“On good days, the trees creaked in the breeze and when he killed the chainsaw to start splitting, the woods shuffled like giant cattails. If the wind picked up, their branches sounded like bucks ramming antlers. Despite their threat of falling and that they were already dead and gone, it was peaceful. It was his.”
Her, Guts and All
“Don’t,” she said. “You don’t get to speak for a dead man, especially my husband. Walter took his tag limit every year. And now my son will have to, too. The State of Michigan allows landowners to take antlerless deer, including doe. Look around you. Where do you think you are? It might not be hundreds of acres of soy or wheat or sugar beets and it may flood during a wet spring but make no mistake, Mr. Bellows, you’re on solid land. That I own.”
Click Art for More by Marc Guerrero
Enough to Lose
Normal people lost their homes, bank people lost their banks. Both lost faith in each other and all that was left behind was countless properties nobody could buy and nobody could sell. I was one of the in-between people. Alice and I got by, lost some things along the way but still had enough to feel more or less human.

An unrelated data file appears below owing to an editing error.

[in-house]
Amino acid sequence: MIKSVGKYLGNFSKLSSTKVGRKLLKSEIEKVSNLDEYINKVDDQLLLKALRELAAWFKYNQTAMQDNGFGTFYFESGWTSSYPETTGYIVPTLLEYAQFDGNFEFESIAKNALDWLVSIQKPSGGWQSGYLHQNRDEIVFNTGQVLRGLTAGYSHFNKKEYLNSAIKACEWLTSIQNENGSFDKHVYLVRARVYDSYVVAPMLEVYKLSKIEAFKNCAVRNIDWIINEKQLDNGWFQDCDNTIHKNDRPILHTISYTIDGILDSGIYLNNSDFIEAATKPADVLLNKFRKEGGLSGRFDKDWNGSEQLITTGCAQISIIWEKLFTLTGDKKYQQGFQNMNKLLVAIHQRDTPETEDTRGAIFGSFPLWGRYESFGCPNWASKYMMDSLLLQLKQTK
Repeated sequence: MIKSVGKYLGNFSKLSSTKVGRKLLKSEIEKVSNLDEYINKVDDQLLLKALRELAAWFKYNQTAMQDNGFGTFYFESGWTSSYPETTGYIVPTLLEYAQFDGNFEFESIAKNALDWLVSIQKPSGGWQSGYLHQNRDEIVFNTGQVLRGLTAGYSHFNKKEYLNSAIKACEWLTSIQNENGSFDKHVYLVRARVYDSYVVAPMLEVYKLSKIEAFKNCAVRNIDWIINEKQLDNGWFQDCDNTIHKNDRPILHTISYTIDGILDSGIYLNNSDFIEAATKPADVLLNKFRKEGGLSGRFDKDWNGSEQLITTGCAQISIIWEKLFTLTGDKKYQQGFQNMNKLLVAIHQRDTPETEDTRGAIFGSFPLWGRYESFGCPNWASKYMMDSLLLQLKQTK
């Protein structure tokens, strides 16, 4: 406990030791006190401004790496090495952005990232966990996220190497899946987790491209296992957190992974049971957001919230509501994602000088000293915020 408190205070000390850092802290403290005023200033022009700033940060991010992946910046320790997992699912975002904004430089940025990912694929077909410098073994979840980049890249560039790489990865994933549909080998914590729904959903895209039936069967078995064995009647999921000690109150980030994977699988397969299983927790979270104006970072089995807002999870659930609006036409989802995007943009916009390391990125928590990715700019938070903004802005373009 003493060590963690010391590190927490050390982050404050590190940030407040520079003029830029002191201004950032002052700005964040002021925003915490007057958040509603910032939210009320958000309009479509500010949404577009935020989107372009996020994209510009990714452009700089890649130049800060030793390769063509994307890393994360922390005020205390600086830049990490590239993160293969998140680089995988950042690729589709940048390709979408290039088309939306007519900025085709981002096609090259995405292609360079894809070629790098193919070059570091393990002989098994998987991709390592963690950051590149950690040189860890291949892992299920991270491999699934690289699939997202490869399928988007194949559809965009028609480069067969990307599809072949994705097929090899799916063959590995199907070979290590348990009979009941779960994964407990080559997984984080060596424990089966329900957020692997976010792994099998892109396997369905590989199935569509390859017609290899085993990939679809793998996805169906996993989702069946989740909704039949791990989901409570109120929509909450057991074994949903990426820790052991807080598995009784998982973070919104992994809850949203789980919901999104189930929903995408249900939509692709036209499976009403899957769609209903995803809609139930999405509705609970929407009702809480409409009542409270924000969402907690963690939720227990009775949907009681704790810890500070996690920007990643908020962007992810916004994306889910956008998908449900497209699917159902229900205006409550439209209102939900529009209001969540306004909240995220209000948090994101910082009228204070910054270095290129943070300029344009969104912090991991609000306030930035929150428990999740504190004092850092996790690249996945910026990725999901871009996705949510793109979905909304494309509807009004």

not really There
A gasp came from her as if she were drowning in air, a streak of blood crawled from the corner of her eye. She crumpled into a pile on the floorboards and started convulsing. Someone screamed and ran into the bar. Cellphones came out, cameras flashed.
Start All Over Again
I realize that my father banked on my ignorance when he asked me those things because I never did see him use a ratchet himself and we never did rebuild a car and I never did get that treehouse when I was ten. And now I had no idea how much a haircut cost.
But he didn’t drink that first beer. No, it was like he had had enough. Instead, he tipped the beer over his dad’s grave and let the whole thing pour out onto the already drunk earth. Then he reached for a second beer and did the same thing, a twist, a snap, and a long pour.
A Work In Progress
Cuz when I -and maybe you- are thirty,
we’ll still be learning.
And when I’m forty -just like you-
I’ll still be working.
And when I’m fifty,
we’ll all be tired.
And when I’m sixty,
hell, ain’t none of us are
going to be able to retire.